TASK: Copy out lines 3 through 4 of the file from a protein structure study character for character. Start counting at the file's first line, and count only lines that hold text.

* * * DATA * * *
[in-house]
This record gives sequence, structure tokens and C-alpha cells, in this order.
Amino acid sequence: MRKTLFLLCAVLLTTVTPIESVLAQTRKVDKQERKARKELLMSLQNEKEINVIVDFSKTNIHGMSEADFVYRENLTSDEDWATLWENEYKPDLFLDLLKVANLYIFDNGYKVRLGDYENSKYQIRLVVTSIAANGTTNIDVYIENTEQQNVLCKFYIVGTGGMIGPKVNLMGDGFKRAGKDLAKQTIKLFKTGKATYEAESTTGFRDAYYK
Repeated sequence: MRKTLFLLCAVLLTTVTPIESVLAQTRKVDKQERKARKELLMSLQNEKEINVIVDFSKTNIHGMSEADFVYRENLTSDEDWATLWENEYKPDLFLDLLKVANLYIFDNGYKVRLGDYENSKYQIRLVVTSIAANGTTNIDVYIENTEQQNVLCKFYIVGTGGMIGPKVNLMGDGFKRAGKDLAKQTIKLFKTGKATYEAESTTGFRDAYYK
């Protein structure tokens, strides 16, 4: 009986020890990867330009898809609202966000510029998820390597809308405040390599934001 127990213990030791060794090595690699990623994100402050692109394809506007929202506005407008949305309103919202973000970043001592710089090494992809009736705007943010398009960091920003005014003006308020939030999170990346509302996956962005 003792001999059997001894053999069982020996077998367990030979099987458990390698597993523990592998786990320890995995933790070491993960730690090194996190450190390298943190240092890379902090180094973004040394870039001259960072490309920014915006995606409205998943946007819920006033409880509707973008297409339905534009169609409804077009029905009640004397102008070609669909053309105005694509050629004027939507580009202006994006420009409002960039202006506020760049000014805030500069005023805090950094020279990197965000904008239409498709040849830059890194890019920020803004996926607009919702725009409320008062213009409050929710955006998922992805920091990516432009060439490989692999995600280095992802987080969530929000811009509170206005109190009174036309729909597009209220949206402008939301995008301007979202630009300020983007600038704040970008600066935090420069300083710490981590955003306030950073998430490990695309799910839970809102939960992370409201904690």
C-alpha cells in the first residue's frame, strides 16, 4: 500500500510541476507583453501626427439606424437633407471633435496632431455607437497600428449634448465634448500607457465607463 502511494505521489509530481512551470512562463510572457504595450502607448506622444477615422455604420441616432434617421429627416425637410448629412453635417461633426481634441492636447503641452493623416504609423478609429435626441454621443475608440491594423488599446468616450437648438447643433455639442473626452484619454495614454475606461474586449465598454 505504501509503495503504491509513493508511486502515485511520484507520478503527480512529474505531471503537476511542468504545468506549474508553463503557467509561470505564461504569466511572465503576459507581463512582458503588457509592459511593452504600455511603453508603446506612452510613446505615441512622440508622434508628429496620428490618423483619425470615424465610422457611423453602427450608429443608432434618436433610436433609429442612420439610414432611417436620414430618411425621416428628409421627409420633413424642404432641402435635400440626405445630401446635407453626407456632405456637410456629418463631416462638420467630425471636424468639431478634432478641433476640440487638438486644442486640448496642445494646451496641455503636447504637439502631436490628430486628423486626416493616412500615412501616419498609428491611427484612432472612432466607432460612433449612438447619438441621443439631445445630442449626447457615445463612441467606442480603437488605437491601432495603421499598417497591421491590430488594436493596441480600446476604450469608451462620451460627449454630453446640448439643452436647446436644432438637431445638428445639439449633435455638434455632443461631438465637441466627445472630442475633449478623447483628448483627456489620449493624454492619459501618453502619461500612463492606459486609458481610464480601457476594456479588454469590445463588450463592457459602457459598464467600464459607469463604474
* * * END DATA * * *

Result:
Amino acid sequence: MRKTLFLLCAVLLTTVTPIESVLAQTRKVDKQERKARKELLMSLQNEKEINVIVDFSKTNIHGMSEADFVYRENLTSDEDWATLWENEYKPDLFLDLLKVANLYIFDNGYKVRLGDYENSKYQIRLVVTSIAANGTTNIDVYIENTEQQNVLCKFYIVGTGGMIGPKVNLMGDGFKRAGKDLAKQTIKLFKTGKATYEAESTTGFRDAYYK
Repeated sequence: MRKTLFLLCAVLLTTVTPIESVLAQTRKVDKQERKARKELLMSLQNEKEINVIVDFSKTNIHGMSEADFVYRENLTSDEDWATLWENEYKPDLFLDLLKVANLYIFDNGYKVRLGDYENSKYQIRLVVTSIAANGTTNIDVYIENTEQQNVLCKFYIVGTGGMIGPKVNLMGDGFKRAGKDLAKQTIKLFKTGKATYEAESTTGFRDAYYK